A tomato based curry is a much healthier choice. Tomatoes have numerous health benefits. They contain an antioxidant called lycopene. Lycopene is a nutrient that is  more easily absorbed after cooking. Blanching tomatoes in hot water for a couple of minutes is sufficient to aid lycopene absorption but cooking them for 15 – 30 minutes greatly increases its bioavailability. This is an important nutrient for men and prostate health. Research has shown that lycopene is beneficial for men with enlarged prostates. 


    Stuffed peppers.

    Stuffed Peppers

    Stuffed Peppers

    Stuffed peppers are a delicious way to increase your vegetable intake for the day. If you don’t have peppers to hand you can easily substitute with courgettes, beef tomatoes or portobello mushrooms. Whatever takes your fancy. I’ve used mozzarella cheese to layer on top of this rice dish but if you’re not taking dairy my guacamole or chopped avocado works really well. 

    Portion 1

    Prep 10 minutes 

    Cooking 35 minutes


    • 2 peppers
    • 100g brown rice, cooked as per instructions
    • 5 sundried tomatoes, cut Into quarters  
    • 3 fresh tomatoes, cubed
    • 1/8 small red onion, diced into small pieces.
    • 1/2 Mozerella ball, sliced
    • Small handful of pine nuts 
    • Plenty of seasoning,  salt and pepper galore!


    Cook the rice according to the instructions. Then place in a bowl. Add the sundried tomatoes, fresh tomatoes and red onion. Mix to combine. Add generous amounts of salt and pepper to taste. 

    Switch on the fan oven to 180.

    Slice the peppers just enough to keep whole. Remove interior seeds and pit. Wash. Place in the oven for 10 minutes approx until slightly soft.

    Fill each pepper with the rice mixture and top with mozerella slices.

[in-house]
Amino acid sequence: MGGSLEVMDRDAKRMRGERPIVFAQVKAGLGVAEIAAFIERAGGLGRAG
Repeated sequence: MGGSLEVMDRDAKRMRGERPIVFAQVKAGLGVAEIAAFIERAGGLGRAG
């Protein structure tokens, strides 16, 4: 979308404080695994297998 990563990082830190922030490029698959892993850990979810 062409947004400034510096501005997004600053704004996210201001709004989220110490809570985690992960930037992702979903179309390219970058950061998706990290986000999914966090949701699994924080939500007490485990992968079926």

Sprinkle with pine nuts and grill for 8-10 minutes mins until the cheese is melted and the pine nuts are toasted. 

    Here’s the juicy bit . . . 

    Salt is essential for life. Sodium chloride, (salt), regulates the water content of our body. Too much salt and our cells dehydrate but too little and our cells become over flooded with water and can’t function. Generally speaking, most people nowadays are concerned about their salt or sodium intake in their diet. Excess salt has become a health concern and a lot is due to our  tendency to reach for processed foods. From bread to baked beans, cereals to cookies, pre prepared meals to party food,  so much of the food we eat is processed and laced with salt. 80% of our salt intake comes from processed  foods while only 20% from the salt we add to our meals. Our tendency to eat a lot of processed food is reflective our our busy lifestyles and a move away from the kitchen and home cooking. Since i began cooking the majority of our family meals from scratch,  ( I’m no angel though,  I still purchase processed foods, some with 2017 expiry dates!!! ) I find I need to add salt to meals as I’m not getting enough through a plant based fresh diet! Using good quality, unprocessed salt like pink himalayan salt, retains all the valuable nourishing minerals that our body utilises for various functions. 

    No Comments
    POSTED IN: ,